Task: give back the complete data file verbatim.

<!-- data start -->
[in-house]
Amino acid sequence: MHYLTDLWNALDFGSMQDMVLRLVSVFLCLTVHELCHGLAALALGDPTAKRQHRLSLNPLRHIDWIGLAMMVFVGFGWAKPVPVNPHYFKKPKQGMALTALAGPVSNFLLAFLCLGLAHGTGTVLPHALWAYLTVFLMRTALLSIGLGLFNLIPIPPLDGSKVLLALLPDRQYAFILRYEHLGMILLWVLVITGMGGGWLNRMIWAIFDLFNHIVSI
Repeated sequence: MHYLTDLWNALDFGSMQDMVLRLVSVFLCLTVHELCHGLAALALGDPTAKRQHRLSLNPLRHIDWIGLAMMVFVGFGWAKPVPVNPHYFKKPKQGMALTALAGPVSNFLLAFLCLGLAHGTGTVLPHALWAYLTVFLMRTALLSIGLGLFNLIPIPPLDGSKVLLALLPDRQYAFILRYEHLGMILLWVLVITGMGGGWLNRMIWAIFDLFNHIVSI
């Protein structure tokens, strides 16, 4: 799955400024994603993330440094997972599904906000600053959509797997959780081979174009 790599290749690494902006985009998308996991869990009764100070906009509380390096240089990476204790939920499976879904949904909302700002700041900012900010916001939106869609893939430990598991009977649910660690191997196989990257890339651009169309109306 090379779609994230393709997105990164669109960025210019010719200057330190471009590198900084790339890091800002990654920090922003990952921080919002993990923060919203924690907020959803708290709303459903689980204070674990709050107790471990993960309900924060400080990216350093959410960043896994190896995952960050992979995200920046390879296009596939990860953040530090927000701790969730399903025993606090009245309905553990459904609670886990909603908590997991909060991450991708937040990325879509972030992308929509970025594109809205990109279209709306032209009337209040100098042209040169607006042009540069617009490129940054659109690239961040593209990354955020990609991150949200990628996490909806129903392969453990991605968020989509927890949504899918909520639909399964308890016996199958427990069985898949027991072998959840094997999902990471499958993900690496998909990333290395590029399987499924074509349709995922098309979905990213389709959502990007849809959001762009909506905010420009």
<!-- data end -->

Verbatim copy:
[in-house]
Amino acid sequence: MHYLTDLWNALDFGSMQDMVLRLVSVFLCLTVHELCHGLAALALGDPTAKRQHRLSLNPLRHIDWIGLAMMVFVGFGWAKPVPVNPHYFKKPKQGMALTALAGPVSNFLLAFLCLGLAHGTGTVLPHALWAYLTVFLMRTALLSIGLGLFNLIPIPPLDGSKVLLALLPDRQYAFILRYEHLGMILLWVLVITGMGGGWLNRMIWAIFDLFNHIVSI
Repeated sequence: MHYLTDLWNALDFGSMQDMVLRLVSVFLCLTVHELCHGLAALALGDPTAKRQHRLSLNPLRHIDWIGLAMMVFVGFGWAKPVPVNPHYFKKPKQGMALTALAGPVSNFLLAFLCLGLAHGTGTVLPHALWAYLTVFLMRTALLSIGLGLFNLIPIPPLDGSKVLLALLPDRQYAFILRYEHLGMILLWVLVITGMGGGWLNRMIWAIFDLFNHIVSI
């Protein structure tokens, strides 16, 4: 799955400024994603993330440094997972599904906000600053959509797997959780081979174009 790599290749690494902006985009998308996991869990009764100070906009509380390096240089990476204790939920499976879904949904909302700002700041900012900010916001939106869609893939430990598991009977649910660690191997196989990257890339651009169309109306 090379779609994230393709997105990164669109960025210019010719200057330190471009590198900084790339890091800002990654920090922003990952921080919002993990923060919203924690907020959803708290709303459903689980204070674990709050107790471990993960309900924060400080990216350093959410960043896994190896995952960050992979995200920046390879296009596939990860953040530090927000701790969730399903025993606090009245309905553990459904609670886990909603908590997991909060991450991708937040990325879509972030992308929509970025594109809205990109279209709306032209009337209040100098042209040169607006042009540069617009490129940054659109690239961040593209990354955020990609991150949200990628996490909806129903392969453990991605968020989509927890949504899918909520639909399964308890016996199958427990069985898949027991072998959840094997999902990471499958993900690496998909990333290395590029399987499924074509349709995922098309979905990213389709959502990007849809959001762009909506905010420009």